English-style Real Ale in Oregon

A Visit to Brewers Union Local 180 in Oakridge

Confession: my wife’s birthday was crap. She was sick and it was a rough, rough week. So we made up for it with a really, really good Mother’s Day of hiking in the foothills of the Oregon Cascades, followed by a late lunch and a pint of English-style cask ale at the Brewers Union Local 180 in the wee town of Oakridge, about an hour’s drive southeast of Eugene. (The BUL is also part of the Eugene Ale Trail.)

Founder Ted Sobel learned the craft of cask ale from brewers in England. He brought it back Stateside and decided to set up shop in the downtown of Oakridge, a town once bustling with logging and now known more for mountain biking and outdoor recreation. It’s an unlikely spot for some unlikely beers, and we had a brilliant time.

True cask ale is a wonderful beer experience. I’ll leave it to Britain’s Campaign for Real Ale (CAMRA) to describe it:

Real ale is a natural product brewed using traditional ingredients and left to mature in the cask (container) from which it is served in the pub through a process called secondary fermentation. It is this process which makes real ale unique amongst beers and develops the wonderful tastes and aromas which processed beers can never provide.

In other words, instead of forced CO2 and a chilled keg, real ale is typically served between 50-55ºF, and the carbonation comes from continuing fermentation in the cask. The beers change over time, and are complex in flavor and aroma, while also smooth and fun to drink.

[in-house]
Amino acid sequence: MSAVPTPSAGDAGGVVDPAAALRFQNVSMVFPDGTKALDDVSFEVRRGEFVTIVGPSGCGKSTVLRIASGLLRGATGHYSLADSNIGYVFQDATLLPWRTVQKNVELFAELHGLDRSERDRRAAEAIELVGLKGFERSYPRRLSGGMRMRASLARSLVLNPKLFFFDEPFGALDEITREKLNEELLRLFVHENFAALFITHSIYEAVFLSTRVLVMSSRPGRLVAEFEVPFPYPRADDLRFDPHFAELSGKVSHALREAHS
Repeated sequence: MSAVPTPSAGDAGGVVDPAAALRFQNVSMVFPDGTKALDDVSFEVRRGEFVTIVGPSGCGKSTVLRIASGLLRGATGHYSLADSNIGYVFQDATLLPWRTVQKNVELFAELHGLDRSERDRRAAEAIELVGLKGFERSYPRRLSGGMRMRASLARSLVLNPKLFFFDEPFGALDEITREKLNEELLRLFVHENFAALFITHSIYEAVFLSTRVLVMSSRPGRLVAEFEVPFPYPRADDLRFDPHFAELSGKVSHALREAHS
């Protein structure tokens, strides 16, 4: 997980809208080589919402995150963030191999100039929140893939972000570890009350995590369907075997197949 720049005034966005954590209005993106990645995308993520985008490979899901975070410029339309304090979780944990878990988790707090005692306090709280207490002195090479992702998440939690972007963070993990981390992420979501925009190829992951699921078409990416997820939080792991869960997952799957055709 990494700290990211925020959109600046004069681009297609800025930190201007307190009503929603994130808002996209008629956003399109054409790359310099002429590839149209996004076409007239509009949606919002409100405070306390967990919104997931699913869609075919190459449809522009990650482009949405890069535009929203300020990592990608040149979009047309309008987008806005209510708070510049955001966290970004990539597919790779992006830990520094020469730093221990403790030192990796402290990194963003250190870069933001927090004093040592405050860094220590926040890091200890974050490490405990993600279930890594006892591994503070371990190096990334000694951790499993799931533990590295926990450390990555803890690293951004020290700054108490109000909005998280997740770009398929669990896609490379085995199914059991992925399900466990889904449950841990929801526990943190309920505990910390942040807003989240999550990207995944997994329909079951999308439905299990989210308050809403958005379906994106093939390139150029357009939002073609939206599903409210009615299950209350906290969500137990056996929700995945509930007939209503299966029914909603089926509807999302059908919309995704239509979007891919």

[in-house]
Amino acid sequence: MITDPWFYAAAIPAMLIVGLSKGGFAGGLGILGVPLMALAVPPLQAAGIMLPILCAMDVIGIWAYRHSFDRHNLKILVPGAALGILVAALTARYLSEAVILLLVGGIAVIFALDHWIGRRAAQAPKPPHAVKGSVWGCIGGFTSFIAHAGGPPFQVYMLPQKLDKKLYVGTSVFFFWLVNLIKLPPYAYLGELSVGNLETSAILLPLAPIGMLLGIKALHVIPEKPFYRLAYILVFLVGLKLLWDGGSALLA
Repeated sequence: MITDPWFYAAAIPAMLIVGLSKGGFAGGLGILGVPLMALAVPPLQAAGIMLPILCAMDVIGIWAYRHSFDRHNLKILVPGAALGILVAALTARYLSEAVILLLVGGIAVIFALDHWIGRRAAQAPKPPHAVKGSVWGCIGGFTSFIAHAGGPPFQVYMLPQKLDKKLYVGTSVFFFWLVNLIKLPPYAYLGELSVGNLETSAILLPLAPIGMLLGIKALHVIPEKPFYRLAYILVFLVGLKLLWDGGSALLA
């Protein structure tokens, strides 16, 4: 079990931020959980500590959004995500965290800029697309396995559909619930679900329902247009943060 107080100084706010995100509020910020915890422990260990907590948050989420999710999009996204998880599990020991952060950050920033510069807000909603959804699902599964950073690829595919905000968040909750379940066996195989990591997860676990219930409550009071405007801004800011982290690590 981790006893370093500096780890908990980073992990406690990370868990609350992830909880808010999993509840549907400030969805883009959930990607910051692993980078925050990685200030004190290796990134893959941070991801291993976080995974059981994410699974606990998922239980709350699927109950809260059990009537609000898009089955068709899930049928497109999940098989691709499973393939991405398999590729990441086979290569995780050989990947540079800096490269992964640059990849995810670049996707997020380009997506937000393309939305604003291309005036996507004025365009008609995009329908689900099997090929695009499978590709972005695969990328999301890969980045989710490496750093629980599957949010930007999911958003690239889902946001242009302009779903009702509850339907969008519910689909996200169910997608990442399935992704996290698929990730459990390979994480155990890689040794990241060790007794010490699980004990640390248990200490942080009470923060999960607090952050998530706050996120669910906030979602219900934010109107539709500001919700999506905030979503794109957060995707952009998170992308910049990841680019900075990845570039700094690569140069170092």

The BUL is very family-friendly, and is made with traditional view of a pub in mind: it’s a place for the public to gather and be together.

In addition to the regular pool table, there is also a kid-size one. Books and games are everywhere. Live music is common. There are LED lights and bright colors, and wood paneling and dark corners. If this place were near my house, it would be a second home.

We feasted on fish-n-chips, steak-n-chips, and pints of light rye mild and Young Harry Porter—quite possibly my new favorite beer name.

So, for a truly unique Oregon beer experience that hails from across the continent and across the pond to England itself, take any chance you can to get to the Brewers Union Local 180. And if I can’t be there, have a pint for me.

3 thoughts on “English-style Real Ale in Oregon”

  1. Hey, great review. I heard there’s another cask pub not too far away. Do you know it?
    Many thanks – CAMRA Life Member

    Reply

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